Changing of the Guard – Part II

October 18, 2013

Synopsis: Global IT systems companies like IBM and HP play an invaluable role for enterprise and government customers as well as for the whole ecosystem of software and hardware vendors, and systems integrators. In this new article, I attempt to describe how the membership of this select group is evolving as a result of the growth of analytics, mobile, cloud, and social. – Philip Lay, Strategy Advisor

Just after Oracle acquired Sun Microsystems two or three years ago I wrote an article called “Changing of the Guard”. In it I described the shifts taking place in the rankings of global systems companies. There aren’t many of them. They are generally defined by being a one-stop shop for hardware systems, software and services, with the added attribute of true global reach. And, if you have any doubt as to why they matter to practically every participant in the tech industry, consider that they are “acquirers of first and last resort”, constantly refreshing their portfolios with a steady stream of acquisitions of new technologies and businesses. This makes them particularly important to every young or growing tech company out there, publicly or privately owned, in their capacity as potential partner or acquirer. For enterprise and government customers, they provide a comprehensive portfolio of products and services, plus assurance, reach, and one throat to choke.

IBM has been the dominant global systems player for over four decades, with companies such as Univac, Burroughs, DEC, HP, Compaq (post-DEC acquisition) and even Dell occupying the number two or three slots during certain periods along the way. For a short period during the dotcom boom of the late nineties, Sun Microsystems also had a good run and looked as if it might elevate itself beyond HP, but then fell on hard times after the dotcom bust hit in the early 2000s. Among the other up-and-coming companies, Compaq was eventually absorbed into HP a decade ago, and Dell, despite acquiring Perot Systems and other companies, has just not managed to make the cut. Worse, it has been in free fall for what seems like aeons and shows little sign of recovering any significant momentum.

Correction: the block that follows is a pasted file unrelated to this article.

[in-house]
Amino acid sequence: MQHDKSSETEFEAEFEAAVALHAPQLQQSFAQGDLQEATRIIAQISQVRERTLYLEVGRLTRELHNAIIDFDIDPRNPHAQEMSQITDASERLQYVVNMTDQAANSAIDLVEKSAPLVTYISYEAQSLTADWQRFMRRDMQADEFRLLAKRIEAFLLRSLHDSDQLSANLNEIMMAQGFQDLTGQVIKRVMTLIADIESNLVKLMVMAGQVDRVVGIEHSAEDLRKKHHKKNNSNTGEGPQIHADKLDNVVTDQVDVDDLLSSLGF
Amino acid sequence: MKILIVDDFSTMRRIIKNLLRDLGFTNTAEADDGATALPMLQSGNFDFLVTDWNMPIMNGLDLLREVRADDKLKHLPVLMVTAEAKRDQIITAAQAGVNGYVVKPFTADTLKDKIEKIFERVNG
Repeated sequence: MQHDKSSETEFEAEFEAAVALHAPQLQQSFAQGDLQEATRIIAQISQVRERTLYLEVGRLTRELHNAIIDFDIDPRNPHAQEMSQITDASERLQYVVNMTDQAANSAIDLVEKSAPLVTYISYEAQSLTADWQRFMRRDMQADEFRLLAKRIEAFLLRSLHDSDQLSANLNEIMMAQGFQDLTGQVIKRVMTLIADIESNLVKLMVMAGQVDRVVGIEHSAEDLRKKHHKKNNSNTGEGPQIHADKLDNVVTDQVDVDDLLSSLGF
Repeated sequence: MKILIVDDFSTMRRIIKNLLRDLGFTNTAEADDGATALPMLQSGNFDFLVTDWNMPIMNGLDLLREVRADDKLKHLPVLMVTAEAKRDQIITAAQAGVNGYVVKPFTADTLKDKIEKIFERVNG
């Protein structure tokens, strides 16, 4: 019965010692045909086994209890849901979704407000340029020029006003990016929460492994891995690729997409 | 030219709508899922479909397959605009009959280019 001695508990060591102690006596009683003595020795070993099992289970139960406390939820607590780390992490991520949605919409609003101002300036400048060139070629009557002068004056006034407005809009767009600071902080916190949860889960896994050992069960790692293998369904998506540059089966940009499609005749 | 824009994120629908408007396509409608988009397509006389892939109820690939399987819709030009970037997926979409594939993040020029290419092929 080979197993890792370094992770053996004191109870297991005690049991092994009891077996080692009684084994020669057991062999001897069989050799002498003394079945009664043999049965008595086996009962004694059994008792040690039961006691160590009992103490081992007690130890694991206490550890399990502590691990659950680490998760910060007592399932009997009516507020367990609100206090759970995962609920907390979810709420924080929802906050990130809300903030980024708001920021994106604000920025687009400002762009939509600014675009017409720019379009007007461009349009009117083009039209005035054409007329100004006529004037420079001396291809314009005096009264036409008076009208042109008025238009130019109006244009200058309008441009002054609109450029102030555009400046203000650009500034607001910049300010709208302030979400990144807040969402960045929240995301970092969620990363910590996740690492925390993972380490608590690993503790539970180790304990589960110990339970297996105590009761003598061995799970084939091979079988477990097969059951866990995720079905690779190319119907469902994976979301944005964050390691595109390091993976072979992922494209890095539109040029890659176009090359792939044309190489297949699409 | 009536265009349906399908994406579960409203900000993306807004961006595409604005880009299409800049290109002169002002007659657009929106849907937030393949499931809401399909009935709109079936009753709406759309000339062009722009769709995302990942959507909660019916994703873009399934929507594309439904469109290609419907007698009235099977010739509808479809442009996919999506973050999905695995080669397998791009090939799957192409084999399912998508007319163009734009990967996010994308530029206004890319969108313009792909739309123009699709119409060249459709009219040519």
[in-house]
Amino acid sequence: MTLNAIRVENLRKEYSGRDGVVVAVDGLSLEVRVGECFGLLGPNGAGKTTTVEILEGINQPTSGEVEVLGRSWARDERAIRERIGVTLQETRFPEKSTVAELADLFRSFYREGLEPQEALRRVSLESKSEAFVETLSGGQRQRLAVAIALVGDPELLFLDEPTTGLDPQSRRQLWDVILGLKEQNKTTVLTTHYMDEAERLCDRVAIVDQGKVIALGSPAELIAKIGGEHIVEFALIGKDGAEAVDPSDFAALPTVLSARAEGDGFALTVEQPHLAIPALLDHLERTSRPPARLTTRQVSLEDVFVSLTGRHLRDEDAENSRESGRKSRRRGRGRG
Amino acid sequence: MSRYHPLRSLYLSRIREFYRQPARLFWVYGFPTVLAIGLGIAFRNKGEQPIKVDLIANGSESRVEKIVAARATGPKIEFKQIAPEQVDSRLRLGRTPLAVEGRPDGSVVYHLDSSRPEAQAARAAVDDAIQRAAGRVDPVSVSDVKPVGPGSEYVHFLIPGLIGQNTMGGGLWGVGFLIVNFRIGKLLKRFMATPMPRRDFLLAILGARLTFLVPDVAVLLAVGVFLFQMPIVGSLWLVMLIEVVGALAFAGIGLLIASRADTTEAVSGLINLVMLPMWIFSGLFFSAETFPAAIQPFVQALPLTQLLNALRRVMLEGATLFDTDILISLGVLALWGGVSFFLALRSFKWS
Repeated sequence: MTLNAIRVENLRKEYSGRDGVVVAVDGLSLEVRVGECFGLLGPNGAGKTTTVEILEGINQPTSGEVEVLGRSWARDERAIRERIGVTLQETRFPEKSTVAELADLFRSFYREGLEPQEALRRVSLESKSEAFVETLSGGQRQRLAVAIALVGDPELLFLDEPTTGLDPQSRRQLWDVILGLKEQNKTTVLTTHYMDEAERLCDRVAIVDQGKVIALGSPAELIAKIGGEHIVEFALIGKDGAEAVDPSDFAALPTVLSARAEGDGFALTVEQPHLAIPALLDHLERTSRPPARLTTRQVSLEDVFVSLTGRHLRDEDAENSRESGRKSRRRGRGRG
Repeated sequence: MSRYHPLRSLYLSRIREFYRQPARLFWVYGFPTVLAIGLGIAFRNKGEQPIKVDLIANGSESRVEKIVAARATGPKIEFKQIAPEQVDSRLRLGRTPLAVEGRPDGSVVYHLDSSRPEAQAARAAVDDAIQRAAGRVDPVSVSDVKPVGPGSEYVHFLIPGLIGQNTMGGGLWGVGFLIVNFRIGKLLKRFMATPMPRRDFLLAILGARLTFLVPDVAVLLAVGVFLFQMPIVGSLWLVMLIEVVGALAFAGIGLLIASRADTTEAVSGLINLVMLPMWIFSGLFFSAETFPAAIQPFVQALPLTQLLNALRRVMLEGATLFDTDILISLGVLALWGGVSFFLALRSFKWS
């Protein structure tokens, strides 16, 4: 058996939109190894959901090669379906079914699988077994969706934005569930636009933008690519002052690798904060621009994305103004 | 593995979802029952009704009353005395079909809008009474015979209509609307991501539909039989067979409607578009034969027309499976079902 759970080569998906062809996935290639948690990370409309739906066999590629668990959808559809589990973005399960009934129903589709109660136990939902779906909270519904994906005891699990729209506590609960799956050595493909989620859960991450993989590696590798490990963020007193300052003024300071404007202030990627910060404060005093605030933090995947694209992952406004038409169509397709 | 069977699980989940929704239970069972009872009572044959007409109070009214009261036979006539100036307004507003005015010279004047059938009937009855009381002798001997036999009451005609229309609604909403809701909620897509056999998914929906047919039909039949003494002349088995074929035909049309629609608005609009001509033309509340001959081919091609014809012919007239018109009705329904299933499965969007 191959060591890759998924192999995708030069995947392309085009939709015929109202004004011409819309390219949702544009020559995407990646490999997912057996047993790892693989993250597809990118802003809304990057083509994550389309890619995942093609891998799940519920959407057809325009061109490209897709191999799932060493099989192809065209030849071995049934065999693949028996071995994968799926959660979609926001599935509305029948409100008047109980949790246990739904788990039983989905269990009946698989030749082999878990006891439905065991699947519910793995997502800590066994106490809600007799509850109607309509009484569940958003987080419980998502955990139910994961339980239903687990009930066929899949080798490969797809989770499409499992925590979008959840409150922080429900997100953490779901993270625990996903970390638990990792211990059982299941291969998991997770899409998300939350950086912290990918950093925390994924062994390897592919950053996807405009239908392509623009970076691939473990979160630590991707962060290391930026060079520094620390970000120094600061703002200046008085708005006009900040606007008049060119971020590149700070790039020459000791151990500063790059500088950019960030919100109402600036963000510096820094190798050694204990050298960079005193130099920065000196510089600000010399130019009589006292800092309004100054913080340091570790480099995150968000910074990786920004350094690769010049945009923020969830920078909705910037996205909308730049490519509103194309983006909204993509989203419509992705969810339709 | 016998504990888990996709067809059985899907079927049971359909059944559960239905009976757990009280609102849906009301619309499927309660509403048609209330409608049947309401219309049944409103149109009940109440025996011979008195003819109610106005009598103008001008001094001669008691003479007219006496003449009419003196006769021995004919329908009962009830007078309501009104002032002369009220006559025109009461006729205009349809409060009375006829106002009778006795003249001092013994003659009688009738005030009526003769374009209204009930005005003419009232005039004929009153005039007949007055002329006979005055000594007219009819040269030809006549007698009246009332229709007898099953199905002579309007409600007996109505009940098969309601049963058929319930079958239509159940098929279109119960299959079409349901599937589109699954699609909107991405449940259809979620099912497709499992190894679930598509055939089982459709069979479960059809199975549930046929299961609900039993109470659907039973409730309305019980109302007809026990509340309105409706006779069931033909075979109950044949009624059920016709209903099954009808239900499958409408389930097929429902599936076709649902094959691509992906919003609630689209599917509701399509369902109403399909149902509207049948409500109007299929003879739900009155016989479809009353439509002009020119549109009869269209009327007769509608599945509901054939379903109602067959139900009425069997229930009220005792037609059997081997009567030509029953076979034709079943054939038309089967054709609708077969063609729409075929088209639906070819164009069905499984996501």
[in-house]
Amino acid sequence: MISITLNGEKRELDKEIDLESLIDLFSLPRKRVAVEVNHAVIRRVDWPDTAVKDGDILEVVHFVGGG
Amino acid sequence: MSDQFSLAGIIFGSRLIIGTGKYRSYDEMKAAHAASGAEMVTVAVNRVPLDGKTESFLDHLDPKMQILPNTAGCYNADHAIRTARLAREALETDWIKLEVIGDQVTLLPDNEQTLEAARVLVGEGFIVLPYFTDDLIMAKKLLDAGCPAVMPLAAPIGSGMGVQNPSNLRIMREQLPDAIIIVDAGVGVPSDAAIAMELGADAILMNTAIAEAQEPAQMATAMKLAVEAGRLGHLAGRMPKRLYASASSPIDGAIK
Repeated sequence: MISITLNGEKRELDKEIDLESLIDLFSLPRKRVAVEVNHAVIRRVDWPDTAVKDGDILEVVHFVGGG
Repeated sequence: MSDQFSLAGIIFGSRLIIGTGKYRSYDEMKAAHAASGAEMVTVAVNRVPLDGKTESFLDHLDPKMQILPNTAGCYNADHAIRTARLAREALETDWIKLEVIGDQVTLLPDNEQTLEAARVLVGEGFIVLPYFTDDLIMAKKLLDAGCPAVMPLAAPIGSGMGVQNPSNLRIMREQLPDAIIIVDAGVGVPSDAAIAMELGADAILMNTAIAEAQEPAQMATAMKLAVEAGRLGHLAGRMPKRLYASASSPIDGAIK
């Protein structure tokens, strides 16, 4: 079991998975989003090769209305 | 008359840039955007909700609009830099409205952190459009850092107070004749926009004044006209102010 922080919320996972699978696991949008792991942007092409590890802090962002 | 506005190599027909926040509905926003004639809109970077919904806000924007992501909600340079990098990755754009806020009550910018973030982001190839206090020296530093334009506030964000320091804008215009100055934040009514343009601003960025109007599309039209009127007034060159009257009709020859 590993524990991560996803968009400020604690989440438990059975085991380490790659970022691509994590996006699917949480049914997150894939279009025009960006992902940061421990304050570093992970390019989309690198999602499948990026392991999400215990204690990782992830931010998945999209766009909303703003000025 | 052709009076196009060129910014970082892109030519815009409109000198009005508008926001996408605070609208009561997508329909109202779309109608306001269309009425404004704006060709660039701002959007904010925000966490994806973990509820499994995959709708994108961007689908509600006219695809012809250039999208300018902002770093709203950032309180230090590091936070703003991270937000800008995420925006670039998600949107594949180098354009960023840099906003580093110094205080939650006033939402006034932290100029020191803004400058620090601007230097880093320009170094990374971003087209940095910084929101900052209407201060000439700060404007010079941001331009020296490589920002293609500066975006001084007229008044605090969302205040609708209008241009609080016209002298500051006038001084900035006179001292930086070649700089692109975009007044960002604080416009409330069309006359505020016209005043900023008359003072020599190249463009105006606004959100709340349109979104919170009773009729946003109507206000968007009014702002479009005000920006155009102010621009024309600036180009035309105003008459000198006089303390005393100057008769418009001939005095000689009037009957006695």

In the 2010-2011 time frame things changed with the entry of new global systems candidates. Oracle acquired Sun, and during that same time frame Cisco increased its participation in the data center by introducing its own servers and storage, making it a bigger player than its networking portfolio had previously allowed it to be. During the last seven or eight years, Cisco had also been arming itself with more acquired software-centric businesses, mainly in unified communications (web conferencing, telepresence, and so on), but hasn’t yet developed a notable services business.

At the time of my first article, I speculated that Cisco or Oracle would soon become number two and three, with HP fading to number four. And I left Dell out of the running despite its increased investments in software and services. Oracle has since shown itself to be struggling to make the acquired Sun unit profitable – and it’s definitely not a growth engine – and this has slowed Oracle’s overall momentum somewhat. Cisco is having some success at becoming a broader systems player though as far as I can see the jury is still very much out of the room as to how effectively. Overall, we can probably say that not much has changed recently in the rankings among these four major players, except that IBM continues to be the unchallenged number one, with a massive investment in analytics during the past four years or so, and increasing focus on cloud and mobile computing.

What we now see emerging during the past year or two are three new global systems vendors. In the world of complex systems focused on enterprise customers, SAP, which had hitherto restrained itself from entering the hardware systems business, launched its in-memory database appliance, HANA, which has shown itself to be a promising early success. And in the world of volume operations businesses focused on consumers and/or SMB, Google entered the smartphone business to compete against Apple with an open ecosystem and also acquired Motorola. More recently Microsoft recently announced the acquisition of Nokia’s devices business, and has finally built some promising momentum as a cloud systems provider with its Azure and Windows Live offerings. Both Motorola and Nokia’s device business are troubled and will take some time to revitalize, but they still contribute assets such as patents and technology, large installed bases, and global reach in their respective categories. In any case, these companies do not yet have an established model for dealing with enterprise and government customers as a global systems provider is expected to do.